Coffee’s desirability as a stimulant as well as its widespread cultivation and consumption by way of the age of exploration and colonialism has produced a variety of cultural styles of coffee brewing. Various methods of brewing have been designed and refined over the years to match the demands in price, style, and culture of the people who demand it. Old methods like Turkish coffee remain culturally popular; Italian espresso revolutionized coffee consumption; English consumption led to a long string of improvements in home coffee brewing.

Strength, Body, & Brewing

What makes a strong cup of coffee?

For some, it’s a dark and robust drink that is both bitter and sweet like a dark wine. For others, it’s about being able to feel your heartbeat after the first sip. If we’re talking about caffeine, our pourovers have generally the same amount of caffeine as standard brewing recommendations for home coffee pots. Two “scoops” or tablespoons is around twenty grams; our dose for a single pourover on the Stagg XF Dripper.

When we talk about the taste or body of the coffee, factors like origin, roast, brew method, extraction come into play. Just like apples grown in different regions or different varieties, coffee can vary in flavor depending on country of origin, coffee cherry variety, or processing method.

Coffee Brewing.jpg

Just like a specific coffee on pourover might taste a little different than what it tastes like on espresso, there can also be a difference in flavor between your usual brewing method at home or work versus a cup from the shop.

A lighter bodied cup doesn’t necessarily mean less caffeine or a weaker cup. Further, home brewing options like a French Press, Aeropress, or Moka Pot, might give you the style of coffee you’re looking for at home!

Coffee, extracted

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As a drink in any form, coffee is a solution in which certain soluble particles are dissolved from the roasted coffee bean by water. Extraction, the process of pulling out those water-soluble coffee particles from the ground coffee bean, is the chemical process of making coffee. The goal of coffee-making, whether espresso, coffee pot, or pourover, is to extract as much of the good tasting coffee particles while also not extracting as little of the not so good tasting coffee particles as possible. We use variables like water temperature, grind size, and time to manage the extraction process.

While there are a variety of different brewing methods and desires for flavor in coffee; coffee made well or evenly extracted, should also be the goal. In our desire to serve really good coffee, we make each coffee by the cup to ensure freshness, quality, and consistency. Our friends over at Modbar & Fellow help us provide these standards.

Coffee Questions: Is Espresso Coffee? by Caleb Savage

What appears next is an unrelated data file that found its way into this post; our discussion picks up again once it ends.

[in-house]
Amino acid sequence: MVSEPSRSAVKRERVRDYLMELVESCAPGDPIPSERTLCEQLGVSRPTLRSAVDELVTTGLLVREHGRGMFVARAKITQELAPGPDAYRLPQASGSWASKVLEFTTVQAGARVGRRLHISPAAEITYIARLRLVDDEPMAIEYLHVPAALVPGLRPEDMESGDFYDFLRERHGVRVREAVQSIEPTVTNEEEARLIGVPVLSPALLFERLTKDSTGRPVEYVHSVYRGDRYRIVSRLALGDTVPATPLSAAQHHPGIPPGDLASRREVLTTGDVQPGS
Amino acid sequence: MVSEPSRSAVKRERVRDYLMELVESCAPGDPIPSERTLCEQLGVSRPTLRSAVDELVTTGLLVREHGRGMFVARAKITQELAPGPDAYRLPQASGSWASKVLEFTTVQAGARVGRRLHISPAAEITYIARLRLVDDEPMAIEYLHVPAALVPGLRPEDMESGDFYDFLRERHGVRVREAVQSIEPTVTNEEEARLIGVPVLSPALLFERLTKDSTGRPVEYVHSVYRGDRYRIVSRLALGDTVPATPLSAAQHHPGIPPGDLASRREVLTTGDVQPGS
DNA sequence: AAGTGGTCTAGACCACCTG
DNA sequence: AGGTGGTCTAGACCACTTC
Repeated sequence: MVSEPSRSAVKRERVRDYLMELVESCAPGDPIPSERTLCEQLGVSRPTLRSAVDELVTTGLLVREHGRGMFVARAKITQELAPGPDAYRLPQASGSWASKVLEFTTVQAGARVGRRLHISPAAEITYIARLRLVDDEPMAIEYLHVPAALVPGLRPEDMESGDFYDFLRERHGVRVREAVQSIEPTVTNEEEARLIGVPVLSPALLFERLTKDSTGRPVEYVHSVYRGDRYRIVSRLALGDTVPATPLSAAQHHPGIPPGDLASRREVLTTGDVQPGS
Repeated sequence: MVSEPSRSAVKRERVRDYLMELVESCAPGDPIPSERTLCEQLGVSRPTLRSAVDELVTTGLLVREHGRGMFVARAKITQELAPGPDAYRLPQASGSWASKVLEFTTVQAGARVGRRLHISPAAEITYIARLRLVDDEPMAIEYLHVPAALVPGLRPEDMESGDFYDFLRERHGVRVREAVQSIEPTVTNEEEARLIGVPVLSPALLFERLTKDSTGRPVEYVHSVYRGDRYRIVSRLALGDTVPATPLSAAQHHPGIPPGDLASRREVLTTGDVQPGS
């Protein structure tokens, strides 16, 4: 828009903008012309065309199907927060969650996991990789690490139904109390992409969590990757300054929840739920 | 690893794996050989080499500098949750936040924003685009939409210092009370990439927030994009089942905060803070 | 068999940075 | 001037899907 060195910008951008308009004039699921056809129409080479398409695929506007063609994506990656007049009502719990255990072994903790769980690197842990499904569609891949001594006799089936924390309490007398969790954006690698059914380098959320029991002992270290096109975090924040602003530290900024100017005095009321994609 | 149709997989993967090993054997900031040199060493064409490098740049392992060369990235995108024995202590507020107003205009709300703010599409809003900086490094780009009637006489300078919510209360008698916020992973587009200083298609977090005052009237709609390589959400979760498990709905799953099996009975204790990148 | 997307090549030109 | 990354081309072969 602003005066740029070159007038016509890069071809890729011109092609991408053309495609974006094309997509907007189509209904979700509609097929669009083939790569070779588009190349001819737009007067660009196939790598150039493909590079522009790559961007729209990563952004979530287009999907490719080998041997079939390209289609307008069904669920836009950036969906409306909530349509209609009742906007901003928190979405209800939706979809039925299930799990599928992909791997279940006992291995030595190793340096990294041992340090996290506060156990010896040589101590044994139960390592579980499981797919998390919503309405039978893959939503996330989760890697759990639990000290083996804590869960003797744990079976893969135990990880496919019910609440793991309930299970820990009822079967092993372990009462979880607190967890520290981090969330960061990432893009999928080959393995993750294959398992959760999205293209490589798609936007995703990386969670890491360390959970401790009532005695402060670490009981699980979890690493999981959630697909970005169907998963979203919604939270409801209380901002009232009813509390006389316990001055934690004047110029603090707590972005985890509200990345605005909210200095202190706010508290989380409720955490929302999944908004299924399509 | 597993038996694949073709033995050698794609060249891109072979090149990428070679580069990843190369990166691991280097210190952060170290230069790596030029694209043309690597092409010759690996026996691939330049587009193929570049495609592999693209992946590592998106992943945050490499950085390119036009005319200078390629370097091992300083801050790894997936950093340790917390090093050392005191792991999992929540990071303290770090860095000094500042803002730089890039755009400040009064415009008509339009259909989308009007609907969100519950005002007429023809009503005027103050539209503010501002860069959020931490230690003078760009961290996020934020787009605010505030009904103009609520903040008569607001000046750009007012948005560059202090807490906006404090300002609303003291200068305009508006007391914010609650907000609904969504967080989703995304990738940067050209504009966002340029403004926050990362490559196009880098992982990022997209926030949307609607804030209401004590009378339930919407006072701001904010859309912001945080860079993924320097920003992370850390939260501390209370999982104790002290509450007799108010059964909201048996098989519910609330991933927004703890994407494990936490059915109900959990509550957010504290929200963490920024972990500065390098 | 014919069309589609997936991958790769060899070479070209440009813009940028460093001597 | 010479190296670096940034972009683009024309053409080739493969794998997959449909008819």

First in our Coffee Questions series, what’s the difference between coffee and espresso? With espresso flavored chocolates and desserts and coffee roasters creating blends specifically for espresso, the difference between espresso and coffee is easy to spot but can be difficult to describe.

What is Espresso?

From Maxwell Colonna-Dashwood’s “The Coffee Dictionary," espresso is “an intense, highly concentrated coffee beverage of a short measure. It is brewed under pressure, which creates a layer of foam on the drink called the crema."  Espresso is coffee, but coffee is not necessarily espresso.

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Generally put, espresso is the product of grinding any coffee far finer than you would for normal drip or filter coffee methods and using an espresso machine to extract all the warm fuzzy feelings and sweet acidity into a small one-to-two ounce beverage. We make our espresso using Victoria Arduino’s Black Eagle.

Strength and Flavor

For the daily “cup of coffee” drinker, drinking a shot of espresso is an intense, caffeine-filled experience.  While a great Chemex pour over can have a nice light body, with a sweet, clean, finish. Espresso can be brash, with a prominent flavor of something fruity or nutty, sweet, yet acidic. If we’re using the same coffee, and espresso is really just another way to make coffee, why is there such a clear difference in flavor and strength of espresso? While a 12oz pourover is about 12 times larger than a shot of espresso, we use roughly the same amount of dry coffee to make each beverage.  This concentration means more caffeine per sip and a more pronounced presentation of the different notes of the coffee.

So what’s an Espresso Blend?

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When coffee roasters put together an espresso blend, they’re looking for balance; they’re looking for flavors that can shine through milk; they’re looking for consistency from shot to shot. Sometimes they will find a coffee with a neutral flavor profile to base the blend and then highlight it with something spectacular. Just the base might taste bland, and just the highlight might make you pucker from sourness, but together, they can taste sweet and balanced, just the way we like it.

Blending coffees usually means finding coffees with similar densities, grown at similar elevations, so they have similar solubility, so they’ll extract at the same rate. Without matching solubilities, you might risk overextracting one coffee while you underextract another. Not sure what all that means? We’ll just have to cover that more in depth in a future Coffee Question!

Next time you need a cup, try a shot of espresso instead! Have question you’ve wondered about but never asked? Let us know!